September 07, 2007

A trip to Kamakura

For the last weekend of my summer holidays I decided to go on a short trip. Saturday was Yokohama under grey skies, and in the Sunday morning sunshine it was juts a short train journey to Kamakura, the ancient capital, and nowadays famous for its temples and surfing.

The sites in Kamakura are fairly spread out, so I decided to rent a bike for a few hours, which was surprisingly expensive (though I was later to discover that many things were overpriced here). The bike also turned to have a small electric motor to assist on hills, so it was simple to cycle up and down the hills without breakig a sweat.

First stop was Hasedera, a temple with fairly large gardens, a cave and a nice view over the bay. They also had good mango lollies on sale to quench your thirst!

From there it was a short ride to one of Kamakura's most famous sights ~ the Daibutsu (Big Buddha). The temple it was orginally housed in was destroyed in a tsunami centuries ago, and since then he has been sitting serenely outside come rain or shine. It's a pretty impressive sight and for an extra 20 yen you can go inside the bronze statue, which in the summer is pretty much like paying to step into a kiln ~ and of course the interior view is nowhere near as impressive as the outside.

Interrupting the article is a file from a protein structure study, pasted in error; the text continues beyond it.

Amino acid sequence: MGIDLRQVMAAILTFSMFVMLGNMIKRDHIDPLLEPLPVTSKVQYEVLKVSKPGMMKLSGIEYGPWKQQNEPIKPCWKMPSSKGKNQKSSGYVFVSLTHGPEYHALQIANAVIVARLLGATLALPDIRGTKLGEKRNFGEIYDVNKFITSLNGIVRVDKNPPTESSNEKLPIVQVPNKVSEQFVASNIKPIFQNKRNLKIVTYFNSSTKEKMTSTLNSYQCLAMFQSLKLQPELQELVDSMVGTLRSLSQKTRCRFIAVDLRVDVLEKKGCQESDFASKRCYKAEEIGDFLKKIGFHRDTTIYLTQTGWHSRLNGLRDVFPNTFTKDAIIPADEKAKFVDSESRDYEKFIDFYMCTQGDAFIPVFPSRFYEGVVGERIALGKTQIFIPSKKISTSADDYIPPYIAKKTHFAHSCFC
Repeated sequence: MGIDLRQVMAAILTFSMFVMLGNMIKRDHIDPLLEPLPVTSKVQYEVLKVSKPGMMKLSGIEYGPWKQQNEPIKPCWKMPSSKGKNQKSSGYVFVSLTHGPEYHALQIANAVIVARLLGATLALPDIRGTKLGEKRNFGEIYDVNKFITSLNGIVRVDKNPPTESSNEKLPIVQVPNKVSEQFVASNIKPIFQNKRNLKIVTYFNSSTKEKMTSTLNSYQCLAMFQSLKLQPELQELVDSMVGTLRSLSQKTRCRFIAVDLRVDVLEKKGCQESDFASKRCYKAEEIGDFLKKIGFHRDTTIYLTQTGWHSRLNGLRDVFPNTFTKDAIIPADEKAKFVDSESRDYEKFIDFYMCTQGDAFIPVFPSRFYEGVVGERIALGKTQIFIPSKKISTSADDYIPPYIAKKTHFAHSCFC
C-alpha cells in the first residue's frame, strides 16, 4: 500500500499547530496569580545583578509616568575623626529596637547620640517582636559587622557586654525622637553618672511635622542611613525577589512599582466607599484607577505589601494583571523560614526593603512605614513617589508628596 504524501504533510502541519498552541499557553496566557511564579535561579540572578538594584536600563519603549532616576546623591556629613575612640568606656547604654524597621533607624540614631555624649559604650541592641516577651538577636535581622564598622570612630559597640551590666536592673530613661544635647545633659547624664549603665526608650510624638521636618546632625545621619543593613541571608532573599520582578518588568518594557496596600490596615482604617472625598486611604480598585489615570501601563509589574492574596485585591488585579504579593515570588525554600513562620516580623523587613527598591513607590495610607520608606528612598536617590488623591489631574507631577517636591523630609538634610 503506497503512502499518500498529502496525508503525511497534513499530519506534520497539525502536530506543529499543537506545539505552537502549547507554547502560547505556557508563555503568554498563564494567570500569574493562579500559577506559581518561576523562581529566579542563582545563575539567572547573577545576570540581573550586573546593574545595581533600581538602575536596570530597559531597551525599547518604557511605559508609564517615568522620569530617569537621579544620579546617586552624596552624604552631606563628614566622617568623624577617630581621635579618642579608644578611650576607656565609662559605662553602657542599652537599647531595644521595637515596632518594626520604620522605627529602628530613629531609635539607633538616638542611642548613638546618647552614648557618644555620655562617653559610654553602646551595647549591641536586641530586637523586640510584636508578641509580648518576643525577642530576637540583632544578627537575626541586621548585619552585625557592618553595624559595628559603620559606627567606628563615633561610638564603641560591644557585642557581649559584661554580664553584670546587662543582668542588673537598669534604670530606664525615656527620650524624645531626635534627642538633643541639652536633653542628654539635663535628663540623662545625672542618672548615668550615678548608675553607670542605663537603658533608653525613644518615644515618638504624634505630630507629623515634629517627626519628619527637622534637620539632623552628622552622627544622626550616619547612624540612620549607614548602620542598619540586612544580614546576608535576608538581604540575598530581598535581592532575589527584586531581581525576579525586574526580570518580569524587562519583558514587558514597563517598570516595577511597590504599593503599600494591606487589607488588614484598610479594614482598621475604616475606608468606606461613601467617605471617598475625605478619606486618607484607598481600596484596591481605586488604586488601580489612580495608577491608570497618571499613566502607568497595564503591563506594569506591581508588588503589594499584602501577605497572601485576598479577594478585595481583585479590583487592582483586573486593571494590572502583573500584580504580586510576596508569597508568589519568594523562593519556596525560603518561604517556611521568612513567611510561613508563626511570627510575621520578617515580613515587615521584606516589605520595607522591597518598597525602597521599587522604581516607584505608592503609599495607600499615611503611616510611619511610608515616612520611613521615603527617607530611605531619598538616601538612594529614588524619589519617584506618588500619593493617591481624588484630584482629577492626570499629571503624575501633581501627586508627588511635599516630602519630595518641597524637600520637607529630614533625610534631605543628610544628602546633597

After the crowds at the Daibutsu, it was time for something quieter, which involved a ride back to the centre and out again up a long incline (luckily with the electric motor it was no problem) towards Kamakura Kita station. Nearby there is a small temple called Tokeji (so poorly signposted I almost cycled past), which is located in a lush green garden surrounded by forest. It was very peaceful (cicadas aside) and relaxing, and if the clock hadn't been ticking on the bike rental, I could have happily spent all afternoon sitting in the gardens.

Passing back through the centre there was enough time for a quick stop at Hachimangu, a huge shrine complex that dominates the centre of Kamakura. The main shrine is housed at the top of some steps, though there are several smaller shrines, impressive gardens and lily ponds to take in as well on your trip.

After returning the bikes, it was time for refreshments, though I found that a lot of places were quite over-priced, so not wanting to pay 800 yen for a coffee I plumped for Starbucks. In the one day, I think I only really scratched the surface of Kamakura, though at the same time there is a limit to how many temples you can take in at a time. Good fun all the same.

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